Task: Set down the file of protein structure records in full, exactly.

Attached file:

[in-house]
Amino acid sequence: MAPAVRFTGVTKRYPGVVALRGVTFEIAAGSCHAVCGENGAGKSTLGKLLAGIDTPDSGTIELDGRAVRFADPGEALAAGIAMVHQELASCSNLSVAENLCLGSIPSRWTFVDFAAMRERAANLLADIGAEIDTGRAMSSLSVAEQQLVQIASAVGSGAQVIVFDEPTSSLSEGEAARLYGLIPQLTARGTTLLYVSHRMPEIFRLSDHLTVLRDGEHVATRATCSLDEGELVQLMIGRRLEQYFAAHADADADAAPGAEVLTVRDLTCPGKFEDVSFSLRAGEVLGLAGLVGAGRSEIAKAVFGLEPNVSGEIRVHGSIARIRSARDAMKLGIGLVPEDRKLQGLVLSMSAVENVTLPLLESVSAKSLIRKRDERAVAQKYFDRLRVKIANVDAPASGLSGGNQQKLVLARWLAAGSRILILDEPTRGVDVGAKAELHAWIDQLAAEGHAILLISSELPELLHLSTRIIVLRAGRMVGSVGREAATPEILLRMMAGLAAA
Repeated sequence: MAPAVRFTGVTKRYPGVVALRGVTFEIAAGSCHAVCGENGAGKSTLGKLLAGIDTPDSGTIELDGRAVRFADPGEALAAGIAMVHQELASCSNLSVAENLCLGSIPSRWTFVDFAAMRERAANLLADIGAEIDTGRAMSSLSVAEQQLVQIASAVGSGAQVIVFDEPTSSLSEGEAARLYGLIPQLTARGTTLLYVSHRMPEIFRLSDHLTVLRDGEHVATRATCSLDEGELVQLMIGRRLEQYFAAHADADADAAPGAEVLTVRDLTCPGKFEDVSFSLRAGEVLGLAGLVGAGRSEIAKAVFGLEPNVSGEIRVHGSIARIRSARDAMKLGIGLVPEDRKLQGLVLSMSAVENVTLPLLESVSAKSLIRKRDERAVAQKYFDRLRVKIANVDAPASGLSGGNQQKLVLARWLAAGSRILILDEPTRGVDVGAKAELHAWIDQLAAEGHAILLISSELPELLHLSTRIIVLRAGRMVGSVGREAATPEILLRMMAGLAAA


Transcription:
[in-house]
Amino acid sequence: MAPAVRFTGVTKRYPGVVALRGVTFEIAAGSCHAVCGENGAGKSTLGKLLAGIDTPDSGTIELDGRAVRFADPGEALAAGIAMVHQELASCSNLSVAENLCLGSIPSRWTFVDFAAMRERAANLLADIGAEIDTGRAMSSLSVAEQQLVQIASAVGSGAQVIVFDEPTSSLSEGEAARLYGLIPQLTARGTTLLYVSHRMPEIFRLSDHLTVLRDGEHVATRATCSLDEGELVQLMIGRRLEQYFAAHADADADAAPGAEVLTVRDLTCPGKFEDVSFSLRAGEVLGLAGLVGAGRSEIAKAVFGLEPNVSGEIRVHGSIARIRSARDAMKLGIGLVPEDRKLQGLVLSMSAVENVTLPLLESVSAKSLIRKRDERAVAQKYFDRLRVKIANVDAPASGLSGGNQQKLVLARWLAAGSRILILDEPTRGVDVGAKAELHAWIDQLAAEGHAILLISSELPELLHLSTRIIVLRAGRMVGSVGREAATPEILLRMMAGLAAA
Repeated sequence: MAPAVRFTGVTKRYPGVVALRGVTFEIAAGSCHAVCGENGAGKSTLGKLLAGIDTPDSGTIELDGRAVRFADPGEALAAGIAMVHQELASCSNLSVAENLCLGSIPSRWTFVDFAAMRERAANLLADIGAEIDTGRAMSSLSVAEQQLVQIASAVGSGAQVIVFDEPTSSLSEGEAARLYGLIPQLTARGTTLLYVSHRMPEIFRLSDHLTVLRDGEHVATRATCSLDEGELVQLMIGRRLEQYFAAHADADADAAPGAEVLTVRDLTCPGKFEDVSFSLRAGEVLGLAGLVGAGRSEIAKAVFGLEPNVSGEIRVHGSIARIRSARDAMKLGIGLVPEDRKLQGLVLSMSAVENVTLPLLESVSAKSLIRKRDERAVAQKYFDRLRVKIANVDAPASGLSGGNQQKLVLARWLAAGSRILILDEPTRGVDVGAKAELHAWIDQLAAEGHAILLISSELPELLHLSTRIIVLRAGRMVGSVGREAATPEILLRMMAGLAAA